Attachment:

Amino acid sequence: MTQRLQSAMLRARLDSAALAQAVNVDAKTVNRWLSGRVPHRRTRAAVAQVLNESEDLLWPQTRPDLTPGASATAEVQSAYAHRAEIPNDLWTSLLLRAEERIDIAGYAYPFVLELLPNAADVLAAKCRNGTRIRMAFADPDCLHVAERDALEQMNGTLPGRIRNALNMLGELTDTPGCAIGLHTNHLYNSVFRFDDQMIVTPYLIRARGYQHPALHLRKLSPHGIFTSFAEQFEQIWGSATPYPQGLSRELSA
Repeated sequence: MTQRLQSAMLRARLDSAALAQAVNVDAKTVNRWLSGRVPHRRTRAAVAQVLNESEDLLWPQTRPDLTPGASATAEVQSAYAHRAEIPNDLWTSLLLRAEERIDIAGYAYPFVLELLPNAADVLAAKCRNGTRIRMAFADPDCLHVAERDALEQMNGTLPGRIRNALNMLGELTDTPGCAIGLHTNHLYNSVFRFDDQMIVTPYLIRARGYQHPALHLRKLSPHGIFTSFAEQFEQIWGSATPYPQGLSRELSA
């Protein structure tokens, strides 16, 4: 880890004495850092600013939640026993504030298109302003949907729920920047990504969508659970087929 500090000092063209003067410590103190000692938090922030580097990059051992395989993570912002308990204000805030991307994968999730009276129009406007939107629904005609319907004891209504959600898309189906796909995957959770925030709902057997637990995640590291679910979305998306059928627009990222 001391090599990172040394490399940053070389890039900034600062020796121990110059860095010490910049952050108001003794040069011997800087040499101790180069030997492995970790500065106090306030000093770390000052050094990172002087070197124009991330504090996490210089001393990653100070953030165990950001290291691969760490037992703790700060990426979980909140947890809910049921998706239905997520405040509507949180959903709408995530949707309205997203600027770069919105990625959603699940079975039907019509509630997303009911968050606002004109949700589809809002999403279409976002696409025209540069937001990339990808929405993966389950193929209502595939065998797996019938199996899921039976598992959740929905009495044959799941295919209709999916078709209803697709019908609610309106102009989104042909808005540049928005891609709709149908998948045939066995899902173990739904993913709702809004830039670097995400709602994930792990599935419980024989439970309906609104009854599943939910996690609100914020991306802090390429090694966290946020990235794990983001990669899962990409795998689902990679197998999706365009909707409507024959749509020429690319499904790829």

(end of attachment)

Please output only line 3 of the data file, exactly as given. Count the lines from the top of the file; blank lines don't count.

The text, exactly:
């Protein structure tokens, strides 16, 4: 880890004495850092600013939640026993504030298109302003949907729920920047990504969508659970087929 500090000092063209003067410590103190000692938090922030580097990059051992395989993570912002308990204000805030991307994968999730009276129009406007939107629904005609319907004891209504959600898309189906796909995957959770925030709902057997637990995640590291679910979305998306059928627009990222 001391090599990172040394490399940053070389890039900034600062020796121990110059860095010490910049952050108001003794040069011997800087040499101790180069030997492995970790500065106090306030000093770390000052050094990172002087070197124009991330504090996490210089001393990653100070953030165990950001290291691969760490037992703790700060990426979980909140947890809910049921998706239905997520405040509507949180959903709408995530949707309205997203600027770069919105990625959603699940079975039907019509509630997303009911968050606002004109949700589809809002999403279409976002696409025209540069937001990339990808929405993966389950193929209502595939065998797996019938199996899921039976598992959740929905009495044959799941295919209709999916078709209803697709019908609610309106102009989104042909808005540049928005891609709709149908998948045939066995899902173990739904993913709702809004830039670097995400709602994930792990599935419980024989439970309906609104009854599943939910996690609100914020991306802090390429090694966290946020990235794990983001990669899962990409795998689902990679197998999706365009909707409507024959749509020429690319499904790829």